For most Americans, Thanksgiving would not feel complete without a roast turkey on the dinner table. Legend has it that turkey was served at the First Thanksgiving in Plymouth Colony in 1621, and the Thanksgiving tradition of presenting turkeys to the U.S. president dates back to 1947. Eating turkey is considered an American tradition, but how turkeys become food is much less glamorous.
Turkeys available at supermarkets today are the result of intensive farming. Selective breeding and commercial farming techniques have altered the appearance and damaged the general quality of life for turkeys. Commercial turkeys have little in common with the wild turkeys of 1621 or even the domesticated turkeys of 1947. Today, millions of turkeys around the globe are bred, killed, and eaten every year.
What Is Turkey Farming?
Turkey farming is the practice of raising and slaughtering turkeys for meat. Domesticated turkeys are descended from Meleagris gallopavo, a subspecies of wild turkeys indigenous to parts of Mexico, Canada, and the United States. Turkeys were domesticated as early as 100 BCE in Mesoamerica and exported to Europe during the 16th century. But modern domesticated turkeys differ from wild turkeys in one big way: they are bred to gain weight quickly. And unlike chickens, domesticated turkeys are only farmed for meat and not for eggs.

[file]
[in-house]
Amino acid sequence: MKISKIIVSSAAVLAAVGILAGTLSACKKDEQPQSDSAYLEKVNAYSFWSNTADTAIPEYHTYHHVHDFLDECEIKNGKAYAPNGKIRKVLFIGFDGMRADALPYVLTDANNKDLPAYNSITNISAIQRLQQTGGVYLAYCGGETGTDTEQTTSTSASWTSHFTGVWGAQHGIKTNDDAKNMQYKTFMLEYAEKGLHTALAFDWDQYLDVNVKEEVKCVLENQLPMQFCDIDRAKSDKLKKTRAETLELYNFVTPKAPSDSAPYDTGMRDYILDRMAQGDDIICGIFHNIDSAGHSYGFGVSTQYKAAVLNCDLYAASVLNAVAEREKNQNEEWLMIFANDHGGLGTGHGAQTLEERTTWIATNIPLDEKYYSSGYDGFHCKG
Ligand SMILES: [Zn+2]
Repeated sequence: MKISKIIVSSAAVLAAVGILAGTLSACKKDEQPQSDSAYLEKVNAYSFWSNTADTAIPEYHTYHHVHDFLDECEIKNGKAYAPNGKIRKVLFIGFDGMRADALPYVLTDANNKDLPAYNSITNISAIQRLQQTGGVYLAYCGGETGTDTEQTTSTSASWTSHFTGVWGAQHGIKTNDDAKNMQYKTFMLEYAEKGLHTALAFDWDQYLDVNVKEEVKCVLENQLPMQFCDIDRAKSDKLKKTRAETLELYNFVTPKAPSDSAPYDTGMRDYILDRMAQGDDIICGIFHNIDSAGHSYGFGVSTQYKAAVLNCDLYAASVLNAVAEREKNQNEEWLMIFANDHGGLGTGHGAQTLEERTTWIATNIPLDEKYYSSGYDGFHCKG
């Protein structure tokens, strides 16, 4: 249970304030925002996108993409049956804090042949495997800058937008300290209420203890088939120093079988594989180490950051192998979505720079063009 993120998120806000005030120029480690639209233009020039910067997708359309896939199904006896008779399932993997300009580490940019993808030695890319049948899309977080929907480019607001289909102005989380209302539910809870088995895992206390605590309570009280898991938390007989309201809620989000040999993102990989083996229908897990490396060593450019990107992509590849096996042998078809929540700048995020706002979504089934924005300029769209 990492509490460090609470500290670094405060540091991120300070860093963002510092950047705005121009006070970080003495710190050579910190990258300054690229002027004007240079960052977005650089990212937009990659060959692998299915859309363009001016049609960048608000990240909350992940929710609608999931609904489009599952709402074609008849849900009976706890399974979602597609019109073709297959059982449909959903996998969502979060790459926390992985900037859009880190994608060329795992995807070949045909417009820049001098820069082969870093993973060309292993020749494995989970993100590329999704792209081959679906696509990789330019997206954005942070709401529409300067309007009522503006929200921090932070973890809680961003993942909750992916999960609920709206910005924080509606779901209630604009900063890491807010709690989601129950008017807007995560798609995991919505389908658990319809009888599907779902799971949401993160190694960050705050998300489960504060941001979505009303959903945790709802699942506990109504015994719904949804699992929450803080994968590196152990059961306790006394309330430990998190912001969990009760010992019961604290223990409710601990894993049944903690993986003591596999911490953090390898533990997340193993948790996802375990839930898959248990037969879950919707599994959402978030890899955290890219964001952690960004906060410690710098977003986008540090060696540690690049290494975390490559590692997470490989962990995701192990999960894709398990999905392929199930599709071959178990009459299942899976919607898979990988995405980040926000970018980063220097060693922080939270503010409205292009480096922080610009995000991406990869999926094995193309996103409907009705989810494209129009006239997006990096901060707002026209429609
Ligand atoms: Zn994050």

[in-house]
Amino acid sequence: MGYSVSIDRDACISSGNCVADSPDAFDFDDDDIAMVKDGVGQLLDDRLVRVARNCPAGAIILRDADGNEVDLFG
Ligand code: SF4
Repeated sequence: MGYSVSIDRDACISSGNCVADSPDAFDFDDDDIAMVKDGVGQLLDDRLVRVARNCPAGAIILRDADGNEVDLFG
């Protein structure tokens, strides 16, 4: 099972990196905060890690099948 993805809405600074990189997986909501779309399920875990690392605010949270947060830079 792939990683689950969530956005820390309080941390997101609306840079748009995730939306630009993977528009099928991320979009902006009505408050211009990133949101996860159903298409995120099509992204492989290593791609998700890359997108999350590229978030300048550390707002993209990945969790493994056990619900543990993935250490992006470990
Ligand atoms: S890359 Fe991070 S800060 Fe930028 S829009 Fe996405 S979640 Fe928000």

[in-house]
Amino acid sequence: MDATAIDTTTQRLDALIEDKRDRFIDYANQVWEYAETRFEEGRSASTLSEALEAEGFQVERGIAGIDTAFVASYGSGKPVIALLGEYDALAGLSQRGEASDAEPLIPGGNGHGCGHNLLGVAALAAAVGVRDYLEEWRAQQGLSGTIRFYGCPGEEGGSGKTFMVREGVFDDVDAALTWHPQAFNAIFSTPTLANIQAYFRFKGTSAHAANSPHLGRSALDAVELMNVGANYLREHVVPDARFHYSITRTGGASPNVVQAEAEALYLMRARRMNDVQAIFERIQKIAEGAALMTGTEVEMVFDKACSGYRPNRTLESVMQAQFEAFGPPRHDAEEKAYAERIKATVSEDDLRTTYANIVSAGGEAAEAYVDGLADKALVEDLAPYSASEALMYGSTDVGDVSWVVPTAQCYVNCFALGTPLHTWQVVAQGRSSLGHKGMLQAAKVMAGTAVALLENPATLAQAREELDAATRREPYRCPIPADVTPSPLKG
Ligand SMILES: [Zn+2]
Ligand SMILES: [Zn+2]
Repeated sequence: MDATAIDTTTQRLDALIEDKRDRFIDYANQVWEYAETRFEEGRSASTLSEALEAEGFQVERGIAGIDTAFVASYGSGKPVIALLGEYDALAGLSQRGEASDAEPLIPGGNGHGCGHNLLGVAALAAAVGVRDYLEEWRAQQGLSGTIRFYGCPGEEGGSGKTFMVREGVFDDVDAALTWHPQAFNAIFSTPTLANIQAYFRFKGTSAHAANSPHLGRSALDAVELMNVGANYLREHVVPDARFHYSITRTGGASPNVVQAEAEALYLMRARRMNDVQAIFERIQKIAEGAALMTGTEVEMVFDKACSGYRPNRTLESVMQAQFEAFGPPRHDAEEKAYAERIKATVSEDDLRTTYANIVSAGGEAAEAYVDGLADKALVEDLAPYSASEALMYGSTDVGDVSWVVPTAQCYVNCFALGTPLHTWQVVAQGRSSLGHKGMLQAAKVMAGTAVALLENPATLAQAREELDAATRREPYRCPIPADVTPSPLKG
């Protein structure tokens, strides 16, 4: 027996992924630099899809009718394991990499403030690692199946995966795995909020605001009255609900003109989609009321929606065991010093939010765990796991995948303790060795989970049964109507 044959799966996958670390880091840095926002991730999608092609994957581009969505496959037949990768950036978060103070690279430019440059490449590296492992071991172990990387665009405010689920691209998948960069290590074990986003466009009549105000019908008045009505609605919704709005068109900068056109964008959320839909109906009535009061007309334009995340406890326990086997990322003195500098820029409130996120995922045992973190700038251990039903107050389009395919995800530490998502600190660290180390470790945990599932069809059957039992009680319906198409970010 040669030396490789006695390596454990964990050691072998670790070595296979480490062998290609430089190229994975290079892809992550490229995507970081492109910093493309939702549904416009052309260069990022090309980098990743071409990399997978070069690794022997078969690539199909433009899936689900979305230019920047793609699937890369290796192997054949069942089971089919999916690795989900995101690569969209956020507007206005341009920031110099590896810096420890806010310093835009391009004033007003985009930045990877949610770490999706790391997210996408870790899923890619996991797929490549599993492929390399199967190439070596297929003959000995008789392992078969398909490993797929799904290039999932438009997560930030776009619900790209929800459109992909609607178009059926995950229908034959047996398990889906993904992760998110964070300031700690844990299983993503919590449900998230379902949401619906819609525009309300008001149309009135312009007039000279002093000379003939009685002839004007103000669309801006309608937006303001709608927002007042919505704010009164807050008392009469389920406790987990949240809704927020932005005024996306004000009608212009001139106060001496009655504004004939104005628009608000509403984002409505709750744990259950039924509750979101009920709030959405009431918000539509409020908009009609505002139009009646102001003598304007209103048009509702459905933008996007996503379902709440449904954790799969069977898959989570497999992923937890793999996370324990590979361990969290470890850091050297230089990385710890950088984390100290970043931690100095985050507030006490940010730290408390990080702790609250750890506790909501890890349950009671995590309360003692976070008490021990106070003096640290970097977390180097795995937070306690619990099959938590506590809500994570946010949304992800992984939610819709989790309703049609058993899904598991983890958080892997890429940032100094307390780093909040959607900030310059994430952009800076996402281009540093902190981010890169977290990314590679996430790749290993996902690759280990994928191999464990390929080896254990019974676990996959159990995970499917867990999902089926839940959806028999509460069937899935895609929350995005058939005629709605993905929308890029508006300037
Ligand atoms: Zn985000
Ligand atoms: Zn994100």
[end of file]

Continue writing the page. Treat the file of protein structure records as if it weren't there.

The world’s top turkey producing country is the United States, followed by Brazil, Germany, France, and Italy. In the U.S., four states—Arkansas, Minnesota, Virginia, and Indiana—accounted for more than half of all turkeys slaughtered in 2019. The turkey industry itself is incredibly lucrative. The value of all turkeys produced in the U.S. during 2019 was $4.30 billion, and most turkeys were produced using intensive farming techniques. Only 3 percent of turkey meat revenue—$139 million—was generated by farms certified as organic.
How Are Turkeys Farmed?
Commercial turkey farming involves four stages: breeding, hatching, fattening, and slaughter. Female turkeys (hens) and male turkeys (toms) intended for breeding are raised in separate barns until they are around 28 weeks old. Most modern turkey breeds can no longer mate due to their weight, and turkey hatchlings (poults) are conceived through artificial insemination. Workers manually stimulate male turkeys to collect their semen, which is then used to inseminate female turkeys. During artificial insemination, female turkeys are held upside down and restrained manually or by so-called insemination benches that protect workers and minimize injury to the birds.